So yeah: you could probably now draw the face in dogshit, but would that stop the stink?

Seriously, the point was this: side trips to various mythologies aside, we can pretend things change -- that people change, that humankind changes -- but we do not. Not in real and significant ways. The fact that movies released in 1928 and 2006 drew a similar response from the powers that frown is here provides the underscore. And dogshit art plays no part in that at all that I can see.
John McFetridge said…
It's funny what blog entries can do, isn't it?

No, I never thought you were advocating censorship. But I think there have been some significant (and not always good) changes in the last two hundred years. The dogshit art is like the canary in the coal mine. There's an ebb and flow to these things, it isn't a straight slope from total lack of expression to entire freedom. Different things get the attention of cultural police.

Some of those filmmakers' concerns are real, some of them are marketing ploys, playing on peoples' fears. Have our basic fears changed? Well, we're moving very slowly away from being pack animals, so sharing common beliefs isn't as important.

But, you know, a couple hundred years is too short a time, really, to measure any signifcant change.

What I find really interesting is how the lotives have changed. Artists used to worry that what they created might get them thrown in jail. Now the only fear is that it won't sell. Captialist censorship is way more effective, I think, in the long run.
Clea Simon said…
Very interesting post, though I think I'm with John on this one - bottom-up censorship (losing market share) scares me more than top-down (governmental) censorship. Democracy has become mob rule, grumble grumble grumble.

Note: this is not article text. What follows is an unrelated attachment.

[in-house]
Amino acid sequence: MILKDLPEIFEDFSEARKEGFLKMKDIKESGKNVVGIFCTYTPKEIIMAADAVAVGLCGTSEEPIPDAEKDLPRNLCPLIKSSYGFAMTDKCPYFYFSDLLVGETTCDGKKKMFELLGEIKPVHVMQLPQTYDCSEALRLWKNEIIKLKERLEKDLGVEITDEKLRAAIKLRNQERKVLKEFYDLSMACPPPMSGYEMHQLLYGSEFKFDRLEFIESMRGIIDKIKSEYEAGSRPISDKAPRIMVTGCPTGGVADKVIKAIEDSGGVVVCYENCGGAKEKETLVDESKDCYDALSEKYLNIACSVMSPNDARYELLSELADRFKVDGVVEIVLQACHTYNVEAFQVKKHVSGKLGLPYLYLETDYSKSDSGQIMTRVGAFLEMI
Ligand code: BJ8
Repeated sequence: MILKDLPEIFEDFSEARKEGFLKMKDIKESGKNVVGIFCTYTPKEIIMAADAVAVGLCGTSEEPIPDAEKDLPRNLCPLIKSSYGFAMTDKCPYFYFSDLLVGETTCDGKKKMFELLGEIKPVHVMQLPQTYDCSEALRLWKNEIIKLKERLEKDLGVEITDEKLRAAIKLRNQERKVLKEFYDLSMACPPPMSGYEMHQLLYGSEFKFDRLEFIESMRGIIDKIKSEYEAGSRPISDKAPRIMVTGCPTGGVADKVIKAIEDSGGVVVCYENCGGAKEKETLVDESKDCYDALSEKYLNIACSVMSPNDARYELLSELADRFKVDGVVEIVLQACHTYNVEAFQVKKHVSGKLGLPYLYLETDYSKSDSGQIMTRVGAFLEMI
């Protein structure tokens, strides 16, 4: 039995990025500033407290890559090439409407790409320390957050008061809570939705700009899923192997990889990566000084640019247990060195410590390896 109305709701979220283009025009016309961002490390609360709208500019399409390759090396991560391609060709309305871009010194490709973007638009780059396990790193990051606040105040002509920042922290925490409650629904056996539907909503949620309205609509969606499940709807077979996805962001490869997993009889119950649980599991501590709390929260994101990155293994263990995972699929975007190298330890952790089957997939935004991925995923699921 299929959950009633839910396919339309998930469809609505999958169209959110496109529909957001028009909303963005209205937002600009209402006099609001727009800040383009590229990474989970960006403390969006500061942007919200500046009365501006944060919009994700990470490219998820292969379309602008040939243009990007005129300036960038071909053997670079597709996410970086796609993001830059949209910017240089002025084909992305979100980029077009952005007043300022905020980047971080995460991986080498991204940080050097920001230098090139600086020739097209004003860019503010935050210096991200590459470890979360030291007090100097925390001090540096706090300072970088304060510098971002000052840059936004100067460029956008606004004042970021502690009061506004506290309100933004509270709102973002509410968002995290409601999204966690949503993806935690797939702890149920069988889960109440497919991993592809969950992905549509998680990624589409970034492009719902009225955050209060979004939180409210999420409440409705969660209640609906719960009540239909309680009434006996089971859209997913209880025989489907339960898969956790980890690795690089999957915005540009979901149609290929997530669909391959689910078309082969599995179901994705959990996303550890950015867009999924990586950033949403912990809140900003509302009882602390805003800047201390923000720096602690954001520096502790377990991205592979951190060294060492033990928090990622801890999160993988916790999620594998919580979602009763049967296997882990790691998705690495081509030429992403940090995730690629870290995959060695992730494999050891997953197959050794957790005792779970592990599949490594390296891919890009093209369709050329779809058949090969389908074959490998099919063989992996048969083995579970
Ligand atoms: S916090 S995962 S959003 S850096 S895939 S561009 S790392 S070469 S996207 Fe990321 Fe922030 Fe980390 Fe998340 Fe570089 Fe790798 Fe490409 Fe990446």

Oh, geez you guys. Gimme a break. Am I being that opaque?

Clearly *that* censorship debate has a place somewhere, but it doesn't apply here.

This is all I was saying: see, there was this movie, in the 1980s? And people said stuff about it. There were another couple a few years ago? People said the same shit. And then there was one a really, really long time ago -- like 80 years, whic by some people count is two generations -- and guess what? Same stuff said.

Now here's my point: isn't that really, really weird?
John McFetridge said…
Yes, that is really, really weird. ;)

I think you can find some of the same things that were said about Mae West have also been said about more recent stars.

(it's funny, I don't think the same kind of thing is true about men... maybe more research is in order)
larrym said…
The comments here, Linda, demonstrate that 'space age' humans aren't arrogant; they're myopic and self-centered. Regardless of the point being made, people will take it as an opportunity to drag out the spoon and pan and beat whatever drum they feel needs beating.

For what its worth, I agree with you that we humans haven't evolved very much in the last hundred years. Maybe that's our biggest social problem.

Cheers --- Larry
John McFetridge said…
"... myopic and self-centered." Gee, I thought we were just talking - went to the name-calling pretty quick there.

One thing that's changed is that Kitty Pangborn is the main character and for that I'm grateful.
It wasn't me! I didn't say it! I never, ever insult guests to my blog! (Well, you know, unless they throw dirt or something.)
John McFetridge said…
Oh, don't worry, Linda, we know it's not you! :)